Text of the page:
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Jason Offutt, a senior instructor of mass media in Northwest's School of Communication and Mass Media, teaches a photography course in Wells Hall. Offutt, who began his professional career in journalism, recently published his 16th book. (Northwest Missouri State University photo)

Jason Offutt, a senior instructor of mass media in Northwest's School of Communication and Mass Media, teaches a photography course in Wells Hall. Offutt, who began his professional career in journalism, recently published his 16th book. (Northwest Missouri State University photo)

Feb. 3, 2022

Offutt’s interests in writing, teaching led him to Northwest, publication of 16th book

By Patrick Glenn, communication assistant


Growing up, golden fields held mysteries for Jason Offutt that led him to a life of writing and teaching at Northwest Missouri State University.

Last month, Offutt, a senior instructor of mass media, published his 16th book and his first horror fiction, “The Girl in the Corn.” The book features a young man who must work alongside a fairy to distinguish good from evil to save the world.

The novel communicates an unsettling message that evil may be found where you least expect it.

“It means that evil is not always the creature that is lurking in darkness,” Offutt said. “It can be something pretty that’s right in front of you.”

Offutt’s inspiration for “The Girl in the Corn” stems from his 7-year-old daughter, who obsesses about Disney princesses and other fairytale characters. Offutt, a self-described nerd, researched fairy lore and discovered fairies don’t fit into the Disney genre as they are traditionally mischievous creatures.

The Orrick, Missouri, native drew upon his farmhand upbringing to construct an eerie scene for his characters. When he was a child, Offutt’s parents urged him not to play in the cornfields where coyotes and other animals could harm him. His interest in the mystery of the cornfields led him to the title of the book.

“I was always a voracious reader, even as a child,” he said. “As soon as I learned to read, I just read on my own and when I was 10 years old, I remember telling my mom and dad that I wanted to write books when I grew up, and they thought that was hilarious. It’s always been a goal. I don’t ever remember not writing or wanting to pursue that goal.”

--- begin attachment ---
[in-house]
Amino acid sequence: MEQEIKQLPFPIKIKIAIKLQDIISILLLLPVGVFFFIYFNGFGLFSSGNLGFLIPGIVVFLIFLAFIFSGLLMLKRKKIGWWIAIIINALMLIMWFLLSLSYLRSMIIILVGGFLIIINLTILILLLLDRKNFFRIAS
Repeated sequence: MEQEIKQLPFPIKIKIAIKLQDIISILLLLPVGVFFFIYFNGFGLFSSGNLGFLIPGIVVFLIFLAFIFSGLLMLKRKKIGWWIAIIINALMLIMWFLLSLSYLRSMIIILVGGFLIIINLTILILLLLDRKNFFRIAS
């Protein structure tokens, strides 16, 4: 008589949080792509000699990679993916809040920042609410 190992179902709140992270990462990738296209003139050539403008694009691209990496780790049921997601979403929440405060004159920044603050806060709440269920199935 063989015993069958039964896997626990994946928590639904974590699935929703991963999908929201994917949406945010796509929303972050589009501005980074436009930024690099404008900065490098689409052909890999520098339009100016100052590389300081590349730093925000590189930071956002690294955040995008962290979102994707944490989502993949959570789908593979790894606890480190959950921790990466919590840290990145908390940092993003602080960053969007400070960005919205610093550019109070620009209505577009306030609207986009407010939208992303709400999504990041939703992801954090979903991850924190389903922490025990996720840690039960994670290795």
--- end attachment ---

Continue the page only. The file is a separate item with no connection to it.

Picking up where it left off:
Following his father and attending college himself, Offutt wanted to escape the farm. He began his professional career as a print journalist, a profession in which he worked for 17 years before entering the education field. Offutt always wanted to be a teacher, but he thought it was important to have done the work that he would be teaching others to do. He began teaching at Northwest in 2005 – the same year he published his first book.

As Offutt gained experience with writing and publishing, he became accustomed to the nonfiction genre and wanted to branch out. His four previous novels were humorous science fiction, but Offutt wanted to prove to himself that he could conquer a range of genres.

“I’ve always been fascinated with science fiction, with horror, with fantasy,” he said. “Those are the books I grew up reading. Those were the types of movies I grew up watching, and I wanted to tell my own stories.”

The mass media instructor has continued his interest by writing magazine and website articles to keep his skills sharp. Publishing books has earned Offutt credibility that he uses in the classroom to keep students engaged, and he has a collection of works to back up his instruction.

Offutt uses his summer and winter breaks to write as he prioritizes teaching during the academic year.

“I’m what’s called a pantser,” he said. “You’ve got your pantsers who fly by the seat of their pants, and the plotters who outline everything. I’ve got a general idea of where I’m going. I’ve got my characters firmly in my head, and I just let my characters do what they do, and the story unfolds for me as I’m writing it, just as it unfolds for the reader. It’s really cool not to know what’s gonna happen next until it happens.”

Even though Offutt fell in love with the process of writing, he discovered it is not always so straightforward.

“It wasn’t until after I graduated (college) that I realized, ‘Wow, I’m not very good at all,’” Offutt said. “So I spent years studying the craft of writing, and I still try to improve everything that I put down. I don’t think any of us are gonna reach a point to where we’re the best we’re gonna be. We’re all still learning and getting better.”

Offutt emphasizes perseverance as a necessity.

“Persistence in any goal is key to achieving that goal,” Offutt said. “Every writer goes through a stack of rejection slips, and if we’re not persistent we’ll give up. I’ve had a stack, a drawer full of rejection slips, and if I would’ve listened to those I wouldn’t have this book or all my other ones.”

To learn more about Jason Offutt and his writing, visit www.jasonoffutt.com.


Media contact:

Mark Hornickel, Communication Manager | mhorn@nwmissouri.edu | 660.562.1704